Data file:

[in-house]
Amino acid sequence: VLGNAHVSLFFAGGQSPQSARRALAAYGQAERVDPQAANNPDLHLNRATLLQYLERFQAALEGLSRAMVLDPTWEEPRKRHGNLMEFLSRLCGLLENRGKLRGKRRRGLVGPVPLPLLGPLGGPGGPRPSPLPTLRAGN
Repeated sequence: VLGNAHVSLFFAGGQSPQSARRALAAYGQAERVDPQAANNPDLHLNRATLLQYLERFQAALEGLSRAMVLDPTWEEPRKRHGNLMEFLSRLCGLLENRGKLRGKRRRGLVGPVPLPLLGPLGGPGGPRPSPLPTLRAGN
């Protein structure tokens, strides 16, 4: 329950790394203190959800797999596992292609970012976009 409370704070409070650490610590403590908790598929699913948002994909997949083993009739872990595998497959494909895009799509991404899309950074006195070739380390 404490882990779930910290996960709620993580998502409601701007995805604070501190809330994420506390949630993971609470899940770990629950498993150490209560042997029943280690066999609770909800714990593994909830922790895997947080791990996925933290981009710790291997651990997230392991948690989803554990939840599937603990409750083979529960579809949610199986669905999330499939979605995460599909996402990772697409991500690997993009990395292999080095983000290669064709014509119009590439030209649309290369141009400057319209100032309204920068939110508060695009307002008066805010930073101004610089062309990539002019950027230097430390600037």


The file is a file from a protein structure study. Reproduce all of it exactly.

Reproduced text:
[in-house]
Amino acid sequence: VLGNAHVSLFFAGGQSPQSARRALAAYGQAERVDPQAANNPDLHLNRATLLQYLERFQAALEGLSRAMVLDPTWEEPRKRHGNLMEFLSRLCGLLENRGKLRGKRRRGLVGPVPLPLLGPLGGPGGPRPSPLPTLRAGN
Repeated sequence: VLGNAHVSLFFAGGQSPQSARRALAAYGQAERVDPQAANNPDLHLNRATLLQYLERFQAALEGLSRAMVLDPTWEEPRKRHGNLMEFLSRLCGLLENRGKLRGKRRRGLVGPVPLPLLGPLGGPGGPRPSPLPTLRAGN
């Protein structure tokens, strides 16, 4: 329950790394203190959800797999596992292609970012976009 409370704070409070650490610590403590908790598929699913948002994909997949083993009739872990595998497959494909895009799509991404899309950074006195070739380390 404490882990779930910290996960709620993580998502409601701007995805604070501190809330994420506390949630993971609470899940770990629950498993150490209560042997029943280690066999609770909800714990593994909830922790895997947080791990996925933290981009710790291997651990997230392991948690989803554990939840599937603990409750083979529960579809949610199986669905999330499939979605995460599909996402990772697409991500690997993009990395292999080095983000290669064709014509119009590439030209649309290369141009400057319209100032309204920068939110508060695009307002008066805010930073101004610089062309990539002019950027230097430390600037």